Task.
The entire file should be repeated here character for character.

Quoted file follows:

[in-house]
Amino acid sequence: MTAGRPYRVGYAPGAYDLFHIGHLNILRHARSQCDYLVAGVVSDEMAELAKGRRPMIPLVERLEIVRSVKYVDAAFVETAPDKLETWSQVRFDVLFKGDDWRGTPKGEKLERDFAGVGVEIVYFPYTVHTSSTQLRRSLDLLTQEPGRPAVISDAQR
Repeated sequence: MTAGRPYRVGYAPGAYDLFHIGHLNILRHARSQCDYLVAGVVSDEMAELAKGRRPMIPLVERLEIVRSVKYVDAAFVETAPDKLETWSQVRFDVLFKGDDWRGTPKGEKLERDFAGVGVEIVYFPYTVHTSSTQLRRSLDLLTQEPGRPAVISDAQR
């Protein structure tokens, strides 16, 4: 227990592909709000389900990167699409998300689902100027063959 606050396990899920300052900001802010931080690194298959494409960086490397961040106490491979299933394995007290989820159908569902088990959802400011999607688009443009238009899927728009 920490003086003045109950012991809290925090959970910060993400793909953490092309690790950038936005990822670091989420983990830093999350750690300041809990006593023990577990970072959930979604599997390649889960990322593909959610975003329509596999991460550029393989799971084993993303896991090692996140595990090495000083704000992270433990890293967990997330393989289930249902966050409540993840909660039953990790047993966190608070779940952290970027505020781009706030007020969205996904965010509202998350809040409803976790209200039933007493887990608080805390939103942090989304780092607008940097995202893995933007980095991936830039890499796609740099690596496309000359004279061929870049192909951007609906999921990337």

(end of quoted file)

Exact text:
[in-house]
Amino acid sequence: MTAGRPYRVGYAPGAYDLFHIGHLNILRHARSQCDYLVAGVVSDEMAELAKGRRPMIPLVERLEIVRSVKYVDAAFVETAPDKLETWSQVRFDVLFKGDDWRGTPKGEKLERDFAGVGVEIVYFPYTVHTSSTQLRRSLDLLTQEPGRPAVISDAQR
Repeated sequence: MTAGRPYRVGYAPGAYDLFHIGHLNILRHARSQCDYLVAGVVSDEMAELAKGRRPMIPLVERLEIVRSVKYVDAAFVETAPDKLETWSQVRFDVLFKGDDWRGTPKGEKLERDFAGVGVEIVYFPYTVHTSSTQLRRSLDLLTQEPGRPAVISDAQR
């Protein structure tokens, strides 16, 4: 227990592909709000389900990167699409998300689902100027063959 606050396990899920300052900001802010931080690194298959494409960086490397961040106490491979299933394995007290989820159908569902088990959802400011999607688009443009238009899927728009 920490003086003045109950012991809290925090959970910060993400793909953490092309690790950038936005990822670091989420983990830093999350750690300041809990006593023990577990970072959930979604599997390649889960990322593909959610975003329509596999991460550029393989799971084993993303896991090692996140595990090495000083704000992270433990890293967990997330393989289930249902966050409540993840909660039953990790047993966190608070779940952290970027505020781009706030007020969205996904965010509202998350809040409803976790209200039933007493887990608080805390939103942090989304780092607008940097995202893995933007980095991936830039890499796609740099690596496309000359004279061929870049192909951007609906999921990337």